The U.S. Supreme Court has agreed to hear arguments on whether Muslims and other immigrants held for months after the Sept. 11, 2001, terrorist attacks on the United States can sue former Attorney General John Ashcroft and other officials.
Senior Bush administration officials, including former FBI Director Robert Mueller and Immigration and Naturalization Service Commissioner James Ziglar, have asked the justices to reverse a 2015 lower court ruling allowing the long-running suit to proceed.
The lawsuit was filed by a group of Muslim, Arab and South Asian non-U.S. citizens who, their lawyers say, were held as terrorism suspects based on their race, religion, ethnicity and immigration status and abused in detention before being deported.
Two of the justices, Elena Kagan and Sonia Sotomayor, have recused themselves, meaning only six justices will hear the case. The court remains one justice short following Antonin Scalia's February death.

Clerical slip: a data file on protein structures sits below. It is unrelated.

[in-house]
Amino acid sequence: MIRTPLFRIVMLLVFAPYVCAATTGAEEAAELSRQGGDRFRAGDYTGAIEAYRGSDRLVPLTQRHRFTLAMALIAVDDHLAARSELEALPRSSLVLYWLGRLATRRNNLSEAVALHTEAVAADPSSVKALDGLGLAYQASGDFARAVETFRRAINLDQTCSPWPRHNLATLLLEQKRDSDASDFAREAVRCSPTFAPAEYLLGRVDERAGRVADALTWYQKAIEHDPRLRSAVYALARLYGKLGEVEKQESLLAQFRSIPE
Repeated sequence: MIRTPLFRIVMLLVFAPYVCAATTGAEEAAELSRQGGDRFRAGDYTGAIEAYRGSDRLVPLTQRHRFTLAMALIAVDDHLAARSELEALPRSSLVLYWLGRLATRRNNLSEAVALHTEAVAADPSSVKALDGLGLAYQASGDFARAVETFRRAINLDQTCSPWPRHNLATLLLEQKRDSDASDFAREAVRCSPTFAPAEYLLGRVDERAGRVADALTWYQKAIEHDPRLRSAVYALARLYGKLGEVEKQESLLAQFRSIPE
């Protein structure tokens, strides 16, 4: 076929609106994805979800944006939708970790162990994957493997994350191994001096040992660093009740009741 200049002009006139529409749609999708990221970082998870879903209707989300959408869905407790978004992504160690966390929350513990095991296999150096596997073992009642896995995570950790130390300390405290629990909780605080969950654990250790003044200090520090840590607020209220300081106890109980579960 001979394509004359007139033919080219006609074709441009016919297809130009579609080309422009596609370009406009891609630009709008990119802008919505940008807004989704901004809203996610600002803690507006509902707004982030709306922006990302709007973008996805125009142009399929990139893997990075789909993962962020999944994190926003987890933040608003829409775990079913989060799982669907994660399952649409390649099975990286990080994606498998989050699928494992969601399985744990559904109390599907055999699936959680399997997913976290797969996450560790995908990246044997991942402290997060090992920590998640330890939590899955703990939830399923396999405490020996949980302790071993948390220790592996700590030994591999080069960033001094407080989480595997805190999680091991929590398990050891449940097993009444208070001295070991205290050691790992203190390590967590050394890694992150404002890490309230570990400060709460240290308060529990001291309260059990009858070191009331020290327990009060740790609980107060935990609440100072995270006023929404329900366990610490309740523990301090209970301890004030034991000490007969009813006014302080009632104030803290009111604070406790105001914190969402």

Justices do not have to say why they recuse themselves from cases. But Sotomayor sat on a panel of the U.S. Court of Appeals for the 2nd Circuit during an earlier version of the case, while Kagan was U.S. solicitor general during its initial prosecution.
The U.S. officials will be represented by the Justice Department, which argues that there is no evidence they personally condoned any potential unconstitutional actions.
The court will rule by the end of June.